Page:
GIVE PEACE A CHANCE | May 2, 2005 Issue - Vol. 83 Issue 18 | Chemical & Engineering News
Volume 83 Issue 18 | p. 16 | Insights
Issue Date: May 2, 2005


A call for time-out in the war over technology
Department: Business
Lessig (left) and Tweedy want to protect creativity in cyberspace.
Lessig (left) and Tweedy want to protect creativity in cyberspace.

Stanford University law professor Lawrence Lessig invoked a song called "War on War" by Jeff Tweedy of the band Wilco in a public discussion with Tweedy at the New York Public Library last month. The topic of their discussion--titled "Who Owns Culture?"--was the legal and artistic question of ownership posed by the advent of the Internet. A lyric from "War on War" pervaded the event: "You have to lose, you have to learn how to die, if you want to be alive."

A founder of a group called Creative Commons that promotes flexible copyright licenses, Lessig has been calling for a truce in what he calls a war over technology--a war in which big corporations are trying to prevent online piracy of copyrighted materials. In this war, he says, the pirates are not only millions of kids downloading music, but also artists involved in an online sharing of culture as part of the creative process. Lessig sees the creative process itself at risk of collateral damage.

He advocates that both sides back off long enough to see how the technology works, how artists use it to create, and how money can be made and rights protected in new, nonrestrictive ways. Rather than forcing the Internet into an existing regulatory framework, Lessig says, regulation should emerge in time and through experience to fit new technology.

Chemists and other scientists are engaged in the exact same war over technology as artists, according to Lessig. For the scientist, novel methods of research, new routes to invention, and breakthrough techniques in teaching are at stake. In response, Creative Commons launched a new venture called Science Commons earlier this year.

Scientists have also established the Public Library of Science (Lessig is on its board), and they are at the forefront of the open-source software movement, the point of which is to give things away. Clearly, science's business and institutional infrastructure needs to adapt to a world already defined by the Internet and open access.

If there is any question that the Internet has changed the music business, Tweedy's story should clear that up. When Wilco's record company, the Reprise subsidiary of Warner Brothers Records, dropped the band in 2001--the firm rejected the new album, "Yankee Hotel Foxtrot," featuring "War on War"--the band decided to stream the music on its website and go on tour. Tweedy says he was shocked when big crowds showed up at Wilco concerts singing along with songs that were commercially unreleased.

The next big surprise came when Nonesuch Records, a smaller, more entrepreneurial Warner subsidiary, heard the music, signed Wilco, and released the album despite the fact that hundreds of fans had already downloaded it from peer-to-peer websites that took the music from Wilco's site. "Yankee Hotel Foxtrot" went on to be among the most critically acclaimed records of 2002. It hit the Billboard chart at 13 and became the band's best-selling record.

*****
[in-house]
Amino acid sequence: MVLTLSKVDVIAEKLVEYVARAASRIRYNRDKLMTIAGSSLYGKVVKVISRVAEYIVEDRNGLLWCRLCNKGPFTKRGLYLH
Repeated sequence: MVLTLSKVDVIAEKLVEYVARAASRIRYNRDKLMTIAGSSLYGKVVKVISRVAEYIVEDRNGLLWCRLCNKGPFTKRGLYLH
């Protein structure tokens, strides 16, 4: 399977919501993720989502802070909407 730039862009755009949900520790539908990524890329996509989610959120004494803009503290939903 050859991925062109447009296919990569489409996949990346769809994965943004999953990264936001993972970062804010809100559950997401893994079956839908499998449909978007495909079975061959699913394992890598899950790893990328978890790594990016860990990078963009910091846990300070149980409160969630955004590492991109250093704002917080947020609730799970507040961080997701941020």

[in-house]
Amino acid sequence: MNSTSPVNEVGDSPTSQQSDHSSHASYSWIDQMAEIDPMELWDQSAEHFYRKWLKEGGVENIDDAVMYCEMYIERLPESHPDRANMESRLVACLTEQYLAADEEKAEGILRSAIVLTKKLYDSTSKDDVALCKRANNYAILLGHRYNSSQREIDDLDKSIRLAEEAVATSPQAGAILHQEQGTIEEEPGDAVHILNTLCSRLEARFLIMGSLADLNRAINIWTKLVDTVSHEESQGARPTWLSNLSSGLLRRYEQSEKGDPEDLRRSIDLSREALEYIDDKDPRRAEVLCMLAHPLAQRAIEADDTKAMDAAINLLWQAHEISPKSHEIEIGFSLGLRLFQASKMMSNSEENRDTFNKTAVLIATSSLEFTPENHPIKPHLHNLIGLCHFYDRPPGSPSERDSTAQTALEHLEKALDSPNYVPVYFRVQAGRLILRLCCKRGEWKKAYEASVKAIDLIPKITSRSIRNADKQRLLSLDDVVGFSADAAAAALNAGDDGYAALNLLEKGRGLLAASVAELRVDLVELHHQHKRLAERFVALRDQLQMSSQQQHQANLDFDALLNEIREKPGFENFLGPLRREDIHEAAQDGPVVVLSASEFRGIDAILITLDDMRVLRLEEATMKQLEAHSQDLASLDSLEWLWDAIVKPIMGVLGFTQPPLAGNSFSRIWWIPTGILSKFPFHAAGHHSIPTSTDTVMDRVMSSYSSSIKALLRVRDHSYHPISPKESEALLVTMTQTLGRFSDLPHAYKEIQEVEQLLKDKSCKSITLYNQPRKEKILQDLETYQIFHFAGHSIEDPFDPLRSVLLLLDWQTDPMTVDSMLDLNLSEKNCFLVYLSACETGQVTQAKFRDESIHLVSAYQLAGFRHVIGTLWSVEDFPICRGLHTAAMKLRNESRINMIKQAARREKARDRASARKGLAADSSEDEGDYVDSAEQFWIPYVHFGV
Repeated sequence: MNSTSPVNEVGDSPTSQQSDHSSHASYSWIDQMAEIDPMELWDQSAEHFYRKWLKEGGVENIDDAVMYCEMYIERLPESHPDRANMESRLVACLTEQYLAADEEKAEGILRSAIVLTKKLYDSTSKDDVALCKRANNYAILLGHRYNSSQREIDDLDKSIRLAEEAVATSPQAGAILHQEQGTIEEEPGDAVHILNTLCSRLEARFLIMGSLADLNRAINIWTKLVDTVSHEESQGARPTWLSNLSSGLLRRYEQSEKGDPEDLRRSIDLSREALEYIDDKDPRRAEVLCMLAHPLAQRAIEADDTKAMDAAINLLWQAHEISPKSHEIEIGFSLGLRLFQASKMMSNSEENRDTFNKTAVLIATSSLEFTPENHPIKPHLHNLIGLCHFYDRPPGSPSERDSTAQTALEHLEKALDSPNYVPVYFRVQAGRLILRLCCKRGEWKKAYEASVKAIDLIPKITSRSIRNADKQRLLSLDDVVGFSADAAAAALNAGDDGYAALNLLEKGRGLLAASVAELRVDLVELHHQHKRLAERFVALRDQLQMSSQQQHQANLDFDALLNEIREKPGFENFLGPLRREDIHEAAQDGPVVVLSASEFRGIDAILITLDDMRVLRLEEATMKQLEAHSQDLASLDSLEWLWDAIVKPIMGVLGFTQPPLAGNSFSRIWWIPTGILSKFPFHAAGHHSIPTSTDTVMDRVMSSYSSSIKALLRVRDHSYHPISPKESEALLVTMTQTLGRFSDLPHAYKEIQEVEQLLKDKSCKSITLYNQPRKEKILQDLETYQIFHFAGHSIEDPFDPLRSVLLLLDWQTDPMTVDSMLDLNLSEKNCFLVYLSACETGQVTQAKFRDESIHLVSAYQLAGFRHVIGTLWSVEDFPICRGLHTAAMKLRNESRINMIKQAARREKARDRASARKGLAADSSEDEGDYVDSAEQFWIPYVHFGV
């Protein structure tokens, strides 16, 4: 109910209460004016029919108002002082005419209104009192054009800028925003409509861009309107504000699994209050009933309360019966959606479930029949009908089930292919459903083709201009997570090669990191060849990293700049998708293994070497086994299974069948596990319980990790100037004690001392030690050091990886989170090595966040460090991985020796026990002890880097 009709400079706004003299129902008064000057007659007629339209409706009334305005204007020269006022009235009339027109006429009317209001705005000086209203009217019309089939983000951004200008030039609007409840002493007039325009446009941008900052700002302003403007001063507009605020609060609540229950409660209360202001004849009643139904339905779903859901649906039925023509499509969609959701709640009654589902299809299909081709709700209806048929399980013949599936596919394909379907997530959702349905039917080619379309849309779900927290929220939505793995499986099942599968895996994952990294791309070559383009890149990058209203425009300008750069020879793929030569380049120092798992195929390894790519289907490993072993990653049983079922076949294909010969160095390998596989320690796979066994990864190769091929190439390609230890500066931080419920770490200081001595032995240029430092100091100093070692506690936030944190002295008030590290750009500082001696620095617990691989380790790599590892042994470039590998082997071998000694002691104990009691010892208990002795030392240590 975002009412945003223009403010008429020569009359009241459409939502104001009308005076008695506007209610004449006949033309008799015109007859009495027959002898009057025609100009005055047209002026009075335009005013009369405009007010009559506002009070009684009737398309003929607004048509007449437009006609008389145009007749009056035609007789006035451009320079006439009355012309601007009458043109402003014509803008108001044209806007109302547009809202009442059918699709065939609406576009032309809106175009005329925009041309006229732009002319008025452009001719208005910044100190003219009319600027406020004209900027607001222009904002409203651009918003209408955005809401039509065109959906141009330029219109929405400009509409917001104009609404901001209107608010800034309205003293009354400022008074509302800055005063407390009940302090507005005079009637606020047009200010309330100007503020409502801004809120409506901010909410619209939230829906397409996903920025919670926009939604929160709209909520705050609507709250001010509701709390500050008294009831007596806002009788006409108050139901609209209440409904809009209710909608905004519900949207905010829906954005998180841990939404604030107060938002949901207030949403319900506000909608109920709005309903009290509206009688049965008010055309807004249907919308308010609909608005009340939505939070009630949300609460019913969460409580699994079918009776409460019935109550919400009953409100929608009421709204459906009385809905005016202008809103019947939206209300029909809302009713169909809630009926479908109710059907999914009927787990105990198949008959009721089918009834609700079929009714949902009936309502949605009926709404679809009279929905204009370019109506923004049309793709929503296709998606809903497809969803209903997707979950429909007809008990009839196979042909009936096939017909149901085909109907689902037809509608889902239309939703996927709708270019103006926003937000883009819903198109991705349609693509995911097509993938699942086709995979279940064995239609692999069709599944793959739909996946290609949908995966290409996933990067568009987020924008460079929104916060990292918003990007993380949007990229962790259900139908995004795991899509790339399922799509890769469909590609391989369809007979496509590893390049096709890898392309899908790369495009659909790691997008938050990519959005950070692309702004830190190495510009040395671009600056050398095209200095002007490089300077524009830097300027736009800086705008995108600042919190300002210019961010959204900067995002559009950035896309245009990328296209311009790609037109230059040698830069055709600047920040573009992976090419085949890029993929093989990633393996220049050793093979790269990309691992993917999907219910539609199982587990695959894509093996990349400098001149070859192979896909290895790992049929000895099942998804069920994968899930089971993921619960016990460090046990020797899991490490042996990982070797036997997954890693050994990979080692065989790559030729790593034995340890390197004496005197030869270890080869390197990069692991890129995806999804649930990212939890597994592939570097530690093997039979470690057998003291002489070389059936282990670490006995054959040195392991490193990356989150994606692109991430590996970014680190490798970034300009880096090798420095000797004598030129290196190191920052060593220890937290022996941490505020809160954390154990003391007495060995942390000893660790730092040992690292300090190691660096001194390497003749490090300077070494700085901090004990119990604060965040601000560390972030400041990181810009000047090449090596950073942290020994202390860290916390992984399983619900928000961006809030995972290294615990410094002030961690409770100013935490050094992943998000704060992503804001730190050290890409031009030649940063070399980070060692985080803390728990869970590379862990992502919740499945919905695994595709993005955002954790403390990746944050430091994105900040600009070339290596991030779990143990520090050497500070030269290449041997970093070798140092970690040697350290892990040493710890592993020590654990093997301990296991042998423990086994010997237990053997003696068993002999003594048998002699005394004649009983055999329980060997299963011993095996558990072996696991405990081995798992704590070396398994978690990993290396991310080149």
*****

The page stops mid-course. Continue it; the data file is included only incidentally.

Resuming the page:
Wilco's follow-up album, "A Ghost Is Born," streamed on the Wilco website months before the album was released. (Wilco allowed an independent fan website to stream a downloadable version of the album, but asked its operators to solicit donations for Doctors Without Borders. About $11,000 was raised.) The album won two Grammy Awards this year, one for best alternative rock album.

Making the music available on the Web to download hasn't cut into sales of compact discs, Tweedy said at the discussion. In fact, CD sales are up. Tweedy assumes that, like him, fans enjoy "the artifact"--the artwork, booklet, and the disc itself. (Wilco's second Grammy was for album packaging.)

As a musician, Tweedy sees the idea of blocking access to music on the Internet as absurd. "It's counterintuitive for the music industry to make it feel like a crime to listen to music," he said. He added that most musicians he knows aren't wealthy enough to feel they are being robbed online. "The only people complaining are so rich," he said, "that I don't understand why they'd ever need to be paid again."

Still, Lessig sees the legal apparatus positioned to make criminals of budding writers, musicians, and filmmakers. "Do we really want a regime that requires a set of lawyers sitting next to that kid clearing the rights for him to engage in that creativity?" he asked. "The lawyers say yes."

Congress, however, sends mixed signals. The Family Entertainment & Copyright Act, on the President's desk at press time, would allow people to edit commercial DVDs, but calls for prison terms for people distributing movies or music before commercial release.

In the sciences, keeping government, industry, and associations that publish journals in their corners until open access finds its level is a matter of ethics. "The enlightenment was about providing universal access to knowledge," Lessig told me after the event, which was sponsored by Wired magazine. Instead, he said, our culture has produced a system in which scientists give their work to expensive journals that "lock it up." The "ethics of the academy," Lessig said, is to unlock knowledge.

Perhaps the keepers of keys to locked-up culture and science need to learn how to lose this war, as Tweedy's song suggests, and how to stay alive by changing the way they do business. Because, as anyone at Warner Brothers Records will tell you, change happens.


Chemical & Engineering News
ISSN 0009-2347
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